Developed by DICE and published by Electronic Arts, Star Wars: Battlefront II is here to deliver the experience missing in Star Wars: Battlefront (2015). Improved gameplay, breathtaking locales, an original campaign set after the events of Return of the Jedi and tons of multiplayer maps across all Star Wars series. Unfortunately, it also features microtransactions and loot boxes compromising the progression.
Star Wars Battlefront II
Initial release date: November 17, 2017
Publisher: Electronic Arts
Platforms: PlayStation 4, Xbox One, Microsoft Windows (tested)
Developers: EA DICE, Motive Studios, Criterion Software
Designers: John Stanley, Niklas Fegraeus
Star Wars: Battlefront (2015) was criticized for many things, but DICE has really stepped things up with the sequel. Star Wars: Battlefront II features an original campaign set after the events of Return of the Jedi, tons of multiplayer maps across all Star Wars eras, a sweet and impressive starfighter game mode, and lots of smaller improvements due to the feedback received from players of its predecessor.
The first Star Wars story told in a video game since 2010’s The Force Unleashed II will take you about 4 to 6 hours to complete. The story features well-written and interesting characters in some decent twelve missions where fighting your way through mindless waves of Rebel soldiers, Stormtroopers and X-wings will become repetitive. Iden Versio and the rest of Inferno Squad share some great interactions, not only with one another but with a variety of well-known Star Wars characters.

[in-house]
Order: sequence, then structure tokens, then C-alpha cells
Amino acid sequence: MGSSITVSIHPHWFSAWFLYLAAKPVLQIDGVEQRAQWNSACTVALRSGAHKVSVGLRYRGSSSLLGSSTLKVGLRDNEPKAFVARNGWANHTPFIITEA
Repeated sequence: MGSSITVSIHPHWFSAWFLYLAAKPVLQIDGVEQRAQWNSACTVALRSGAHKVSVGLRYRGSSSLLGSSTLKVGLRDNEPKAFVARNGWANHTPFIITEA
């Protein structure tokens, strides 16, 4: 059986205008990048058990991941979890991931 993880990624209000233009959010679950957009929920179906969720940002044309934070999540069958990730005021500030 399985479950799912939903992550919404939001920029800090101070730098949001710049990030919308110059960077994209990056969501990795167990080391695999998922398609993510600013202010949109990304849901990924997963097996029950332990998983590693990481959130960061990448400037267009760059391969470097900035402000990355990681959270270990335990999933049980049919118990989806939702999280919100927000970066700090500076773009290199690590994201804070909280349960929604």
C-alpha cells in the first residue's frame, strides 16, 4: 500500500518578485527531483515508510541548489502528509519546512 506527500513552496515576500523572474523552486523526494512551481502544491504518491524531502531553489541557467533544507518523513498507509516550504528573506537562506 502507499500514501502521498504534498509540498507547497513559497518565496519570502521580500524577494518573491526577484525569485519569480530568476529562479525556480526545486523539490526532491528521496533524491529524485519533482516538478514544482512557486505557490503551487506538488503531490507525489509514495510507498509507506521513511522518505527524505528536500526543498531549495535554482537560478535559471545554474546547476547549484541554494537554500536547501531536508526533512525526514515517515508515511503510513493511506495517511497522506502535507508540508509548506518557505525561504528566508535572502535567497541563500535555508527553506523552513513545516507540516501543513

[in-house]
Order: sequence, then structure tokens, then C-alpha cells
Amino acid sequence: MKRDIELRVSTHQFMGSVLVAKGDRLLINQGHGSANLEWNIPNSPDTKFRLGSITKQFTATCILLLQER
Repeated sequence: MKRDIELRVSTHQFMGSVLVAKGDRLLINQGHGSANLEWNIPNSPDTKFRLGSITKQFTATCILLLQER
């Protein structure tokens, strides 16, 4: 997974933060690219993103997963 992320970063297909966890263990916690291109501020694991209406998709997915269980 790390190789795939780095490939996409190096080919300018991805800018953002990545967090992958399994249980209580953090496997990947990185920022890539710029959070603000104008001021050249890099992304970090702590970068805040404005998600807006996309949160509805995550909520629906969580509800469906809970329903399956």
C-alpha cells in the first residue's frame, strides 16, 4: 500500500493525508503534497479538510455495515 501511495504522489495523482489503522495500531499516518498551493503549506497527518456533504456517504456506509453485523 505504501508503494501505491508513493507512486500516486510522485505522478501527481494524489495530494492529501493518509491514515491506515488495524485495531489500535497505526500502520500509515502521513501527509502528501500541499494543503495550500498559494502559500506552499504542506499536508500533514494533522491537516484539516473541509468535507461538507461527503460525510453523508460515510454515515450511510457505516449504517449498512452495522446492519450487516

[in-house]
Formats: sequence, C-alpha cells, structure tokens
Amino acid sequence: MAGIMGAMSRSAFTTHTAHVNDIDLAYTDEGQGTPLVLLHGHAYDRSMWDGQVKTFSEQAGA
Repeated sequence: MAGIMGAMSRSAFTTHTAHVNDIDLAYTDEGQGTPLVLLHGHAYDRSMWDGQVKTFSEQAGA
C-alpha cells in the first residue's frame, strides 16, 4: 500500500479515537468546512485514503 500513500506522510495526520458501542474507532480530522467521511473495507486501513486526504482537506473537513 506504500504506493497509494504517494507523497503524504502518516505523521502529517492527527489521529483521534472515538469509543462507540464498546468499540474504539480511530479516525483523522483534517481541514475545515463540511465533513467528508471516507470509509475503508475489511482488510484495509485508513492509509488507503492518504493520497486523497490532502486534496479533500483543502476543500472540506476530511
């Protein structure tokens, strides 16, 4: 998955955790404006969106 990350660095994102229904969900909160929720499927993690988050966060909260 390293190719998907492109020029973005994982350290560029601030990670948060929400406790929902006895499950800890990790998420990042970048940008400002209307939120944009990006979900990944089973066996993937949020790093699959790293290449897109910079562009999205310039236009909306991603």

Iden Versio has some really fantastic moments that are further made better thanks to the voice acting of Janina Gavankar. However, Iden’s story starts to fall apart halfway into the campaign. After seeing the lengths that the Empire is willing to go to assert its power in the galaxy after the death of The Emperor, Iden defects and joins the Rebellion, which is unfortunate. Battlefront II was supposed to be a unique story following a character on the “bad” side for once, rather than showcasing another Jedi or prototypical hero. Instead, having Iden Versio defect to the Rebellion breaks the promise of exploring a character from an Imperial point of view.